anaerobic vs aerobic septic system


Aerobic Septic Systems vs. Anaerobic Septic Systems

Not all residential septic systems are the same… in fact, most people just refer to their residential wastewater treatment as their “septic system” and may not know which kind they have! Even within those two types, there are variations: aerobic and anaerobic systems.

What is an Anaerobic Septic System?

An anaerobic system is a septic system that relies on bacteria that does not need a lot of oxygen to break down the waste materials.

These anaerobic septic systems are what most traditional septic systems have been in the U.S. Like all septic systems, the entire system consists of two main destinations for the wastewater of your home.

The first stop is the septic system tank, where water separates itself from the heavy solids, the floating grease, and the watery wastewater “effluent” in the middle. The second stop is the effluent flows out into the drain field in your yard to be further filtered in the ground, while the remainder in the septic tank needs to be pumped occasionally.

Benefits of an Anaerobic Septic Systems

The installation of an anaerobic septic system is somewhat simpler than its aerobic counterpart because it does not need an aerator (or electricity to run that aerator).

Also, anaerobic septic systems may not require annual maintenance. Many times, they only need to be pumped every 2-5 years, depending on the particular setup and usage for that household.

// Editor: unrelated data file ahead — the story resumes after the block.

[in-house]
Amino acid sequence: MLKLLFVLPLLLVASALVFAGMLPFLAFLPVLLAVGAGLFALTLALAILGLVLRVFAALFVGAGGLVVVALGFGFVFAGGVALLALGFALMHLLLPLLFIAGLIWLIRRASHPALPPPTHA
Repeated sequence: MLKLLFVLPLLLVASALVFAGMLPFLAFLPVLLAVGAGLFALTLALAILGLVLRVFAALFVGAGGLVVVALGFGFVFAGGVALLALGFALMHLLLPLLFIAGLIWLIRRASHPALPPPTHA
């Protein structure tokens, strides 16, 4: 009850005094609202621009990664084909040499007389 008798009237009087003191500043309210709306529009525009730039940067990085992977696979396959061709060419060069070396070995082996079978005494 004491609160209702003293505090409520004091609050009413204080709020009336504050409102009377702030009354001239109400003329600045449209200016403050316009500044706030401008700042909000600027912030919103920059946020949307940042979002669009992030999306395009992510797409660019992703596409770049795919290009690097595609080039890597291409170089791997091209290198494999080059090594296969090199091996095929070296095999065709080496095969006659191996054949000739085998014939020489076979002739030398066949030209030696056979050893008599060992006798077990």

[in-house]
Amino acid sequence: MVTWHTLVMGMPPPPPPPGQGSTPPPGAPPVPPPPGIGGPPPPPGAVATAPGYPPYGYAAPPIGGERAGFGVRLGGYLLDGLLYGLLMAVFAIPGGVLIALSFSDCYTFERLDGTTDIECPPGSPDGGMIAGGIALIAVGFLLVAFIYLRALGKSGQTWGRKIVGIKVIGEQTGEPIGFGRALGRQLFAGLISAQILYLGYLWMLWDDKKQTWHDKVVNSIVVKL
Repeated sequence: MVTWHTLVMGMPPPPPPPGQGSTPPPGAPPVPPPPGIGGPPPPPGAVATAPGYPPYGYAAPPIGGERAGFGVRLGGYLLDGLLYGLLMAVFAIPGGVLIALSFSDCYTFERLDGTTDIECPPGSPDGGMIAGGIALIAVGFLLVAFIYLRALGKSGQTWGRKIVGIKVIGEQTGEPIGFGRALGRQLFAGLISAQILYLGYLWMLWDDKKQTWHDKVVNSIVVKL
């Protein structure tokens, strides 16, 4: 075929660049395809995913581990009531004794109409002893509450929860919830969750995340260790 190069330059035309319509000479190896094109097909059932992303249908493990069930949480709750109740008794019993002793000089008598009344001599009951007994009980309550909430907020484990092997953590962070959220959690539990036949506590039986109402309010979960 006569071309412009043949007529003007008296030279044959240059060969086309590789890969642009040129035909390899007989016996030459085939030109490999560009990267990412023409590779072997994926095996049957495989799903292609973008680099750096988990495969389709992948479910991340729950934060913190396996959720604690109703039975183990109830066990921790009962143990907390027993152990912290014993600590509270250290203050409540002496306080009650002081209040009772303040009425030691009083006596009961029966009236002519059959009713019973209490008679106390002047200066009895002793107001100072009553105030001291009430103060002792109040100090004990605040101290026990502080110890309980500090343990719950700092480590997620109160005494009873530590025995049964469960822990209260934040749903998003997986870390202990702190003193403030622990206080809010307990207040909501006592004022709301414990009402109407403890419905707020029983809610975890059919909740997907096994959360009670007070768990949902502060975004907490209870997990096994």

Downsides of Anaerobic Septic Systems

These systems are subject to failure at some point in their life due to simple buildup of biomat over time. That’s why most anaerobic septic systems really only last between 20-40 years before they fail.

Replacing an anaerobic system comes at a significant financial cost and disruption to your yard and landscaping. The entire system must be dug and replaced – requiring excavation and often new changes to your landscape. Unfortunately, the cost of replacement can be anywhere from $20,000- $40,000.

However, many anaerobic systems can be converted to aerobic systems instead of being replaced entirely.

What is an Aerobic Septic System?

An anaerobic system is a septic system that relies on a type of bacteria that requires a lot of oxygen to break down the waste materials.

The aerobic septic system uses the same type of two step destination (the septic tank and the drain field in the yard) but operates slightly differently. In these systems, “aerobic” bacteria uses oxygen for the breakdown process (while the “anaerobic” bacteria does not.)

Benefits of Aerobic Septic Systems

Aerobic systems are a great option for homeowners who are looking to extend the life of their septic systems dramatically. These systems are also attractive because they are easy and quick to install, with very little disruption to your landscape or yard.

Using this system, the aerobic bacteria can clean out waste almost 10x faster than an anaerobic system – which means way less work for your existing drainfield.

Because of this, the aerobic septic systems are considered the most environmentally friendly of all wastewater treatments. If most of the bacteria is broken down quickly inside the tank, there is less for the drainfield and local environment to filter out. Essentially – the wastewater is cleaner when it exits the septic tank into the drainfield.